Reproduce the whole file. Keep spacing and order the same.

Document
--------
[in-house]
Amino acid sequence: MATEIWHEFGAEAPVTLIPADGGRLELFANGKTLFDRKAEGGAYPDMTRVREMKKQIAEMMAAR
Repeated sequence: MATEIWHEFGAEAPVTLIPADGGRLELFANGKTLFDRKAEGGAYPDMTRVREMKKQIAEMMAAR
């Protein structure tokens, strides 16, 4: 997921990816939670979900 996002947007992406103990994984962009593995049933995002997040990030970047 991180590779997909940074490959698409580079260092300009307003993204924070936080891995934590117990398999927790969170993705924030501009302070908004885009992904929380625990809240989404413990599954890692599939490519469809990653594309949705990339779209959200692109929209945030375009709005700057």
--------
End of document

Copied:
[in-house]
Amino acid sequence: MATEIWHEFGAEAPVTLIPADGGRLELFANGKTLFDRKAEGGAYPDMTRVREMKKQIAEMMAAR
Repeated sequence: MATEIWHEFGAEAPVTLIPADGGRLELFANGKTLFDRKAEGGAYPDMTRVREMKKQIAEMMAAR
């Protein structure tokens, strides 16, 4: 997921990816939670979900 996002947007992406103990994984962009593995049933995002997040990030970047 991180590779997909940074490959698409580079260092300009307003993204924070936080891995934590117990398999927790969170993705924030501009302070908004885009992904929380625990809240989404413990599954890692599939490519469809990653594309949705990339779209959200692109929209945030375009709005700057």